By Andrew Hook

Reviewed by Terry Gates-Grimwood

My 20 year old son Luke doesn't read fiction. He reads magazines, newspapers, and the occasional fishing manual, but not fiction. A few nights ago, however, he idly picked up my copy of Andrew Hook's new collection Beyond Each Blue Horizon from the arm of the sofa and, in a few short minutes, had consumed the first few pages of a story called Runaround. Better still, he even commented on the cleverness of one of the story's lines; "...Leicester Square which was still pregnant with tourists despite the season."

I mention this because it is an excellent endorsement of Andrew Hook's writing, straightforward enough to be enjoyed by a determinably non-fiction reader like Luke Grimwood, yet full of subtle logic and glimpsed meaning.

It was Andrew Hook's prose that gave me most joy while reading this collection. Every story was a carefully crafted, economical marvel. I didn't always get the point, and I didn't always enjoy the story itself, but I always luxuriated in the words and ideas and sheer richness of the writing. There is a character in the dream-like Kiosk B called Blanche Noir, a contradiction, as the story's protagonist states, in terms. Yet this is exactly what Hook's writing feels like. On the one hand, there is an element of film noir, of the hardboiled; razor-edged sentences, short, sharp yet vivid descriptions, world weary characters in hostile, gritty worlds. But then there are white-bright flashes of imagination, of surrealism, of believable futures, and hope.

Kiosk B is very much a case in point, a fast moving fable, based in a city which seems to unravel and then recreate itself in quick succession, a place where reality itself is at a premium. The protagonist is on a private-eye-type search for a woman, a quest which drives him through bizarre twists and turns not only of plot, but in reality itself. And perhaps it's a dream, perhaps not.

Cities feature in many of these stories; hostile, alien places, often turning on the protagonists, not as mechanised monsters but as places that have become warped and hard to understand. Often the cities are unnamed, which adds to their menace; in many cases they are located, in turn, in un-named countries. Take the empty desolation of One Day, All This Will Be Fields. Anti-integration (dis-integration?) has taken hold of the world; global ethnic cleansing and child soldiery is rife. Yet, at the end, there is that glimmer of hope, of re-creation resulting from the horror.

Then there are relationships, sometimes, but not always, romantic, and typified in Amarillo Dreams. Here a couple split for separate holidays, the male half following a whim to visit the town of the title. There he discovers, in disappointingly mundane surroundings, that it too is the home of an explorer of a very different kind, and he also discovers his true feeling for his lover. The aforementioned Runaround shows the power of desire. Who does the protagonist choose, the loving and warm and good or the exciting, passionate and dangerous? The Luxury of Sleep sees a relationship stretched tight when an obsession with the mysteries of sleep is taken beyond the sane to the very limit and ends with terrible loss.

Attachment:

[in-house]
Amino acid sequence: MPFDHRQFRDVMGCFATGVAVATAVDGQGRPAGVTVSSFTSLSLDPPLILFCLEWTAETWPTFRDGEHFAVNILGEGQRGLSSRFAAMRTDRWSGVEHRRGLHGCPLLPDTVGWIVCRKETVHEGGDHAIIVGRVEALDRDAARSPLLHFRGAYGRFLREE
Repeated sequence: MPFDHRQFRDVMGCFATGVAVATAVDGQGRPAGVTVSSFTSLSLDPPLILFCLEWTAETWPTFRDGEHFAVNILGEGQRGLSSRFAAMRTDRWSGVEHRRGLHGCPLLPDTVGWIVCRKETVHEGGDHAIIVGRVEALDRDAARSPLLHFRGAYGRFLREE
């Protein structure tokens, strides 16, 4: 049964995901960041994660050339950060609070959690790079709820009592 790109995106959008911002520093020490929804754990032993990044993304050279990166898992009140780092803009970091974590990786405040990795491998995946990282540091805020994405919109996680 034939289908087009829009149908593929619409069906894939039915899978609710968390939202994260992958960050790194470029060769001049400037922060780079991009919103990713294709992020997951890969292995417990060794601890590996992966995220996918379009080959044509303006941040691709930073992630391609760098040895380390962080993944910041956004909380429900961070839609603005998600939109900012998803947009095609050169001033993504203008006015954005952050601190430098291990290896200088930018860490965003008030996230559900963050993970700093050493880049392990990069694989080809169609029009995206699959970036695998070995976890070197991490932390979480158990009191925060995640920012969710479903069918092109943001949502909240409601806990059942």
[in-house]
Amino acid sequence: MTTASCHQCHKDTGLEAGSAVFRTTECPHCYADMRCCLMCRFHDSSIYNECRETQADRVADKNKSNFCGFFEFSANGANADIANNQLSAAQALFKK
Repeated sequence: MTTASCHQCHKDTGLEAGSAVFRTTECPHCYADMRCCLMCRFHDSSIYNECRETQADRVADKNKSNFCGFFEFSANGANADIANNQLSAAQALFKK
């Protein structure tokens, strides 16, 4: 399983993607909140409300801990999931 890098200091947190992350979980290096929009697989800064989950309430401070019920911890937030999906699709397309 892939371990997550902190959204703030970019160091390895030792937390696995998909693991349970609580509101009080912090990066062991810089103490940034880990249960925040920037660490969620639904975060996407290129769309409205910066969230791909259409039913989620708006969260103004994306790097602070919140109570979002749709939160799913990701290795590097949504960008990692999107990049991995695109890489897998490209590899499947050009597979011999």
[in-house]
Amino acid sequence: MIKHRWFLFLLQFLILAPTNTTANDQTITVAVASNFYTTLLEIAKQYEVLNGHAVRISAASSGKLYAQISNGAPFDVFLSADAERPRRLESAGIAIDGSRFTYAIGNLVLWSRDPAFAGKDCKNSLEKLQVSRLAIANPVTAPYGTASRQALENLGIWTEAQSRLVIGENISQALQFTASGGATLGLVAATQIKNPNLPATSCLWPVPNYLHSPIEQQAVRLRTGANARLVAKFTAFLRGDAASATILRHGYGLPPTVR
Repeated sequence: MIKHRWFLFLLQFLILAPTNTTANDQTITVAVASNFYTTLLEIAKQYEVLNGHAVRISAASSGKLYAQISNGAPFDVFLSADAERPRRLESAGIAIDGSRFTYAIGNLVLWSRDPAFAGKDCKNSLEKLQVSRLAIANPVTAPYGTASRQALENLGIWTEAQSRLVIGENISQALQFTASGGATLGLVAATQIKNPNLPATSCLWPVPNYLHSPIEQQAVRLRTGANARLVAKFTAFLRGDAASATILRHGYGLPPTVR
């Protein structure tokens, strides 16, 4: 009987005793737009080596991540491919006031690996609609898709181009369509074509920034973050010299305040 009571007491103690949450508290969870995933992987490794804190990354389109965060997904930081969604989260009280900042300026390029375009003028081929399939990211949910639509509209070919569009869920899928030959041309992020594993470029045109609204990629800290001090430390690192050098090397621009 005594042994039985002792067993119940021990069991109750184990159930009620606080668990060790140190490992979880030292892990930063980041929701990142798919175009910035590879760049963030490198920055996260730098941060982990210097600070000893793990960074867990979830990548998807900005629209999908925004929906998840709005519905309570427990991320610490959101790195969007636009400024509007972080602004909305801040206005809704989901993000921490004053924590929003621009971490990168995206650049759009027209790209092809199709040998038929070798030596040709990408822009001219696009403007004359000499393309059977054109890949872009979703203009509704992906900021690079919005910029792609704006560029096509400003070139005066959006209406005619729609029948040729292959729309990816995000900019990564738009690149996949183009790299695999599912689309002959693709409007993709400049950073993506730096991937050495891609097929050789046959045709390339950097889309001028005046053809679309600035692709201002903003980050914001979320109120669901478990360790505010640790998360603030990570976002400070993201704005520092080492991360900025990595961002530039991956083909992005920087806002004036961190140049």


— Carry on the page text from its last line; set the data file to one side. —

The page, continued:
Which brings us neatly to a third theme; obsessions. For example, Wake Jake, the second of the two Mordant stories - Mordant being a decidedly flawed detective who first appears in a story called Alsiso (guess where that one was first published). This, like The Luxury of Sleep, tells the story of someone literally caught up in their obsession, in this case, a philosophical paradox.

The final theme is identity, not least in the very excellent A Day is the Life of Victor Petrovsky then, in a different way, in the crime story Dead Skin Cells. Who are we? What are we? Is it possible to exist without leaving any part of ourselves whatsoever in a place we have visited?

My favourite, and when it comes to reviewing anthologies I can never resist picking out my personal favourite, is Only The Lonely. Only by a short head, though. Like so many stories in the collection, it contains a combination of the book's themes; the bleak landmarks of the city, a dying relationship being replaced by another much stranger, supernatural one, and that new relationship itself, pursued with obsessive determination.

So, there we have it. Beyond Each Blue Horizon by Andrew Hook. An honest, intense, immensely readable feast of good writing and startlingly original ideas and vivid characterisations that will stay with the reader for a long time after the book is closed. I tried to read it slowly, I couldn't. It pulled me in, intrigued me and wouldn't let go until I reached the last page.

Beyond Each Blue Horizon by Andrew Hook. Hb, 211pp, £20. Published by Crowswing Books.

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